In light of Microsoft's legal battle with Sun over Java compatibility, Netscape removes the Java logo from the latest iteration of its browser.
On the "About" page of Communicator 4.04, there is a blank space where the Java "steaming cup" logo used to be. The logo signifies that the software is compatible with Java technology. The source code of the page contains this message: "Temporary until we are back in compliance."
Netscape is overdue in providing full support for the Java Development Kit (JDK) 1.1, and the company said it decided to remove the Java logo to make sure there are no misunderstandings among developers and users.
"We are fully compliant with JDK 1.0.2," said Netscape spokesman Chris Hoover. "But to keep the logo is misleading because developers are moving toward 1.1. It looks to me like we're just being cautious."
The removal of the logo was not required under the terms of Netscape's Java license, according to Hoover.
However, Netscape has technically broken its Java contract with Sun by not shipping full support for JDK 1.1 in a timely manner. The software kit has been available since February.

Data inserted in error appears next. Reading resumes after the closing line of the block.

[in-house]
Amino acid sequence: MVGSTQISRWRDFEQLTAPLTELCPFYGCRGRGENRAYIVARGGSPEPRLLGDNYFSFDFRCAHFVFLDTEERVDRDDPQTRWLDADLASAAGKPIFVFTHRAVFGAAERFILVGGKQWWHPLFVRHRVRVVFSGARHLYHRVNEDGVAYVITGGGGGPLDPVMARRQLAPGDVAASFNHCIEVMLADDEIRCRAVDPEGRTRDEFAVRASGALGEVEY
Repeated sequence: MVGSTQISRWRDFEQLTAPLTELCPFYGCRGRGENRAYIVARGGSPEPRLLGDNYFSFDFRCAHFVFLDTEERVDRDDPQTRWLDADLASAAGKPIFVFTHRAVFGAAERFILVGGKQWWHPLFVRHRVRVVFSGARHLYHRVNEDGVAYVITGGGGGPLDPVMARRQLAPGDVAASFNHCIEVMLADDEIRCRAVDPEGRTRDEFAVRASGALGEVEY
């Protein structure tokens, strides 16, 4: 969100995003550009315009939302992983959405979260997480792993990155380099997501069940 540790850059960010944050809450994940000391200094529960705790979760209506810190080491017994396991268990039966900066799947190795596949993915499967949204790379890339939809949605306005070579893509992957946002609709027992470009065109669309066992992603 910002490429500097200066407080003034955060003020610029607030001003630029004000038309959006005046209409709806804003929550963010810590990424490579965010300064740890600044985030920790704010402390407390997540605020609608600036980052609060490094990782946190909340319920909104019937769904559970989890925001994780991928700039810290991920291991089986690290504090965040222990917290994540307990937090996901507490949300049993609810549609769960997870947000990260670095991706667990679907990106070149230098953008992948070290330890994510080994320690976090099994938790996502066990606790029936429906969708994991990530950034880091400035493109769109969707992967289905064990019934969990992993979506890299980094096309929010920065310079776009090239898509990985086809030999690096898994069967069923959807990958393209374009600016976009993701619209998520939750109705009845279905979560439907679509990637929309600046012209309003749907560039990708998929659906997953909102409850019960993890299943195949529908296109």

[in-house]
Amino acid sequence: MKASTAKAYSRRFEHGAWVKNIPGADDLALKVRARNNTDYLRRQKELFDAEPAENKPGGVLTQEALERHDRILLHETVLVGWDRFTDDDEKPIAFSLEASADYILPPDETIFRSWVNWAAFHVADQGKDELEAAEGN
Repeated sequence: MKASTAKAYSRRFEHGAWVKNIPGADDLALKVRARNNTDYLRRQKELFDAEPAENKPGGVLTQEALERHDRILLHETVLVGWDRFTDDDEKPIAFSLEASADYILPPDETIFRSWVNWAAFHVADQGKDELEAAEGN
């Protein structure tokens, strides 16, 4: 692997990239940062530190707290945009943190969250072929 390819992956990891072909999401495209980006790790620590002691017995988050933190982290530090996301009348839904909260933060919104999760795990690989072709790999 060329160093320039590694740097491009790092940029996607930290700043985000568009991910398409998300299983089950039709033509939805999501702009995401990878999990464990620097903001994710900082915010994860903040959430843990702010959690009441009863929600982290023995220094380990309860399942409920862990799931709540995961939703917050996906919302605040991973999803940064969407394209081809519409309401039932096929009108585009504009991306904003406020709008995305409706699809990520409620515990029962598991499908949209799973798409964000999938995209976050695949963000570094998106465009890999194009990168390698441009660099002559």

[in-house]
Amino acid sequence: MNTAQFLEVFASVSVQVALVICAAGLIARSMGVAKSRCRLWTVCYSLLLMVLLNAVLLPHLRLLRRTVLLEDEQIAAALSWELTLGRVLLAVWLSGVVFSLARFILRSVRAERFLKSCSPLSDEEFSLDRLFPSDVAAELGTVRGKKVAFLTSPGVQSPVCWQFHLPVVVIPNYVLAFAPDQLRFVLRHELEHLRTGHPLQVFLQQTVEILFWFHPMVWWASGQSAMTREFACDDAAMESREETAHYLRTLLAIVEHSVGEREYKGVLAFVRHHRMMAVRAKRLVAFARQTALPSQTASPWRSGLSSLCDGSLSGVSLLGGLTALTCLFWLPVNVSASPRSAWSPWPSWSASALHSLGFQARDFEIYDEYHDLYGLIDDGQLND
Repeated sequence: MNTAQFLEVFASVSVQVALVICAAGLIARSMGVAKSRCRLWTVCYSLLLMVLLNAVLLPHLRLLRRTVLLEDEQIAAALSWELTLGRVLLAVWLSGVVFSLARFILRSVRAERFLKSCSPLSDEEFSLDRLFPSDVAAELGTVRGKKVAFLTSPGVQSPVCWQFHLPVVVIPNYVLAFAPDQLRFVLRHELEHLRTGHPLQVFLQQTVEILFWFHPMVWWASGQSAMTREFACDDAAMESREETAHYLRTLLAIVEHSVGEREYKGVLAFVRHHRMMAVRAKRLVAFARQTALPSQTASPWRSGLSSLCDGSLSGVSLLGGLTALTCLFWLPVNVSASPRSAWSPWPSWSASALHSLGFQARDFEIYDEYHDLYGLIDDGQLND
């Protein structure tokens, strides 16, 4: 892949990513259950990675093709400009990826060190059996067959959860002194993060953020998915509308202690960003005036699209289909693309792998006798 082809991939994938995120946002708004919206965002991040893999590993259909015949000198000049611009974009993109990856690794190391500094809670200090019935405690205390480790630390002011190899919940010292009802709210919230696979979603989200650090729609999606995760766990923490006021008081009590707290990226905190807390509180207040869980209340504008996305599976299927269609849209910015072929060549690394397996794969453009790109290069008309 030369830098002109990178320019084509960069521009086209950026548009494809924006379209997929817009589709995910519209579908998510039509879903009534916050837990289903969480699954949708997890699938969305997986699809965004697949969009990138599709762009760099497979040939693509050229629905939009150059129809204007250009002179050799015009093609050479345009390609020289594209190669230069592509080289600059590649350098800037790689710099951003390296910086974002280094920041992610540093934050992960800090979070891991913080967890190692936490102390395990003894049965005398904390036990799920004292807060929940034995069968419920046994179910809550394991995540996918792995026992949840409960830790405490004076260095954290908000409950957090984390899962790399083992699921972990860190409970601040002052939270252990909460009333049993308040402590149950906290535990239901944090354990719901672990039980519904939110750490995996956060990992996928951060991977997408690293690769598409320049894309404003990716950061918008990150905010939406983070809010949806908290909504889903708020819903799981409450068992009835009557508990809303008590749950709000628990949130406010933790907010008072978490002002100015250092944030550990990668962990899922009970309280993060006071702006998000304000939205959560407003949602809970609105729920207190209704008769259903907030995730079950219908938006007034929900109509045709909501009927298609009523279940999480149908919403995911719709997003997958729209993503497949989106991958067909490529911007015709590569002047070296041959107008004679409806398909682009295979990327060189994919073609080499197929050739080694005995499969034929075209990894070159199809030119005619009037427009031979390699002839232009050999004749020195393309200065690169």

"There is a contractual obligation to ship support for 1.1 in a certain time frame after we ship it, and that time has passed," said Lisa Poulson, a spokeswoman for Sun's JavaSoft division.
But Netscape's promises of full 1.1 compliance have so far been enough to reassure Sun, Poulson said. Microsoft has pointed to Sun's forgiveness of Netscape as a double standard. Sun is suing Microsoft for using the Java logo despite not adhering fully to the Java compatibility requirements. (See related story)
It seems that Netscape could fix the problem by amending the logo to specify 1.0.2 compatibility, but Sun does not issue logos with specific version numbers.
"It's an issue that's come up many times, and it's something we're evaluating," said Poulson.
Netscape's support for Java in Navigator won't be completely up to Sun's spec until the company releases Communicator 5.0 some time in the first half of 1998. The company also will release a pure-Java version of Navigator, dubbed "Javagator," in the first quarter of 1998, but has not announced if that version will be beta or final.